Children’s lives are touched by trauma on a regular basis, no matter how much parents or teachers try to keep the “bad things” away. Instead of shielding children from the danger of violence or tragedies around us, adults should talk to kids about what is happening. The conversation may not seem easy, but taking a proactive stance, discussing difficult events in age-appropriate language can help a child feel safer and more secure.
As much as adults may try to avoid difficult topics, children often learn or know when something sad or scary happens. If adults don’t talk to them about it, a child may overestimate what is wrong or misunderstand adults’ silence. So, be the first to bring up the difficult topic. When parents tackle difficult conversations, they let their children know that they are available.
Guide the Conversation
- Think about what you want to say. It’s OK to practice in your head, to a mirror or with another adult. Some advanced planning may make the discussion easier. You won’t have to think about it off the top of your head.
- Find a quiet moment. Perhaps this is after dinner or while making the next day’s lunch. This is the time and place where your children can be the center of your attention.
- Found out what they know. Ask questions like, “What have you heard about this?” and “How does that make you feel” Let them know you are listening and are open and focused to hear what they have to say. Make sure they know that they are #1 on your list.
- Share your feelings with your child. It is OK to acknowledge your feelings with your children. They see your are human. They also get a chance to see that even though upset, you can pull yourself together and continue on. Parents hear it often: Be a role model. This applies to emotions, too.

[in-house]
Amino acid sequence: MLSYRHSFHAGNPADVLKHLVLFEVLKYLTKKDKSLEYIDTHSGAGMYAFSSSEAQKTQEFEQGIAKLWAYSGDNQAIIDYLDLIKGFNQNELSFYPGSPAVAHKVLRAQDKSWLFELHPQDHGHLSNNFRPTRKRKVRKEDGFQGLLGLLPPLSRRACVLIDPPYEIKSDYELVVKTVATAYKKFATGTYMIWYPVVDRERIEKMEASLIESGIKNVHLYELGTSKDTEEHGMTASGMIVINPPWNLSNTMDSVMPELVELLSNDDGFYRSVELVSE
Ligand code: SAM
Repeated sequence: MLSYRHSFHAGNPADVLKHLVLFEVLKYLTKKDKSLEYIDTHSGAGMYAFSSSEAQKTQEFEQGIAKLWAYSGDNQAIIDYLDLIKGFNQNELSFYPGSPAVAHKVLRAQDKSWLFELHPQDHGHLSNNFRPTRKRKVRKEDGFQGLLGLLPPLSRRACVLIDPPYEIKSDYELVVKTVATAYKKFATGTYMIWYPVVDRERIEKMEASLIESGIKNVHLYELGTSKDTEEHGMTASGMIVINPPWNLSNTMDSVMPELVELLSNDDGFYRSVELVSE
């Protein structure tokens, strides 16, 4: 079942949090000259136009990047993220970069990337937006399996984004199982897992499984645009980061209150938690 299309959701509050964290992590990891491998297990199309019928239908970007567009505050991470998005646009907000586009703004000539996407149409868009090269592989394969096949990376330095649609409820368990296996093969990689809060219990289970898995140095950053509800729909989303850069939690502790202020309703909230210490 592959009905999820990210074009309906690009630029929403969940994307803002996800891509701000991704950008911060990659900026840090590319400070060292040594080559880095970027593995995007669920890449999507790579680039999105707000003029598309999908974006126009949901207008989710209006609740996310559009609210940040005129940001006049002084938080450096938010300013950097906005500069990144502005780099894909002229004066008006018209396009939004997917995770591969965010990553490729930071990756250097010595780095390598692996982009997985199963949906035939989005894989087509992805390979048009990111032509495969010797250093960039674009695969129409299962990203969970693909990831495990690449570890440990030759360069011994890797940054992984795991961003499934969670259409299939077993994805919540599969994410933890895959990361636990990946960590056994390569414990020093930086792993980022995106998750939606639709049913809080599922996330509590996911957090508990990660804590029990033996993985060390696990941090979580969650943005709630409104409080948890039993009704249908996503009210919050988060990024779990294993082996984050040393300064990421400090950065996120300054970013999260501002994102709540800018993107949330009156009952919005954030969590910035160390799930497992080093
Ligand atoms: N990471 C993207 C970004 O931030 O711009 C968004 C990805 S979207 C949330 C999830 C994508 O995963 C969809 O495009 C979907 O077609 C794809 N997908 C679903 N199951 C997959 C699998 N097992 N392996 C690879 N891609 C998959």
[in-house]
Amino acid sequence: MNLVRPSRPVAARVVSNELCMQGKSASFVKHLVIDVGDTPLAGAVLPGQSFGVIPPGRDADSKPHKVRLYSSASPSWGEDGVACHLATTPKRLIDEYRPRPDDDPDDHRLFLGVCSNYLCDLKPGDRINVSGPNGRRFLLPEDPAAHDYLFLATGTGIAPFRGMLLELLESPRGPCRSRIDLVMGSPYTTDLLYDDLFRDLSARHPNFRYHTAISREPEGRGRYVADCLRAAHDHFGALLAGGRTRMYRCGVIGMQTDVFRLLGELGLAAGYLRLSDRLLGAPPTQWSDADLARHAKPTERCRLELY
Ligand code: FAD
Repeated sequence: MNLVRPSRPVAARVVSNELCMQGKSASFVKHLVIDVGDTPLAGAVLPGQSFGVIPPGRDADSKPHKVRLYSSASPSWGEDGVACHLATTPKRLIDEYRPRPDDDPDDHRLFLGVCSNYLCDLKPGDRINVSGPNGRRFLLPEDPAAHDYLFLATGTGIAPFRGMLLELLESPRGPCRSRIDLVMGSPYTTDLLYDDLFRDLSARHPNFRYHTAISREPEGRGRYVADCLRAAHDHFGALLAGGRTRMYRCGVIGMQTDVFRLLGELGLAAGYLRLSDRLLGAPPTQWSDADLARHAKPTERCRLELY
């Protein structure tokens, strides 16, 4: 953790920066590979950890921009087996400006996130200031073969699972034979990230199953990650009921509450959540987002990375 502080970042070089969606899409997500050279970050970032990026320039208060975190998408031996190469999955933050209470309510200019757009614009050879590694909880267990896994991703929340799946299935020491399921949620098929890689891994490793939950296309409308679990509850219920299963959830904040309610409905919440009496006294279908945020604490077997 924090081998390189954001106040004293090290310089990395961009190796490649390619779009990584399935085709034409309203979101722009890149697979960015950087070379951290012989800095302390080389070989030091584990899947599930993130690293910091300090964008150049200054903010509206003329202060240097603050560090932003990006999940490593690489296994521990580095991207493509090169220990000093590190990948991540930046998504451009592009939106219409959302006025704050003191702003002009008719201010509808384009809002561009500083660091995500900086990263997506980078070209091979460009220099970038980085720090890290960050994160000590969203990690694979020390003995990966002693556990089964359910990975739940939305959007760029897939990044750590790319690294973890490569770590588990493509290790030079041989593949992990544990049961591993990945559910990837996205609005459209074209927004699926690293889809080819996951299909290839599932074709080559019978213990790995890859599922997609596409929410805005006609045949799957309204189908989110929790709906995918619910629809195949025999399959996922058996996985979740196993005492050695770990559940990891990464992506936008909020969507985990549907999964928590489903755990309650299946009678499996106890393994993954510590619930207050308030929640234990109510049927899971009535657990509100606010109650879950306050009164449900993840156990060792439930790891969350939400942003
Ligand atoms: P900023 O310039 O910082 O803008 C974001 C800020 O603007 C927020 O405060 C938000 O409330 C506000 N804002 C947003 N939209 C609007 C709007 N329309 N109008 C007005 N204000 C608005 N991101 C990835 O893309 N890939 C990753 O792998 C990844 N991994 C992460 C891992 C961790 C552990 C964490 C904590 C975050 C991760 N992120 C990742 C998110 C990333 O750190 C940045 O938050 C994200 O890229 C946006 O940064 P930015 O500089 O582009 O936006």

- Tell the truth. Lay out the facts at a level they can understand. You do not need to give graphic details.
- Above all, reassure. At the end of the conversation, reassure your children that you will do everything you know how to do to keep them safe and to watch out for them. Reassure them that you will be available to answer any questions or talk about this topic again in the future. Reassure them that they are loved.
For young children, you may need to have the conversation about way death means. Let them ask questions, even if you don’t know the answer. It is ok to say, “I don’t know”. Them knowing that you are listening and care about their concerns is the most important.
Take Care of Yourself
Talking about and experiencing difficult news and tragedies can be exhausting. Don’t forget to take care of yourself:
- Turn off the news.
- Take a break.
- Engage in physical activity.
- Do something that will lift your spirits and those of your family.
Seek Professional Help
These tips and strategies can help you guide your children through the current crisis. If you are feeling stuck, overwhelmed or your child shows persistent signs of stress or agitation, you may want to consider talking to someone who could help. A licensed mental health professional such as a psychologist can assist you in developing an appropriate strategy for moving forward.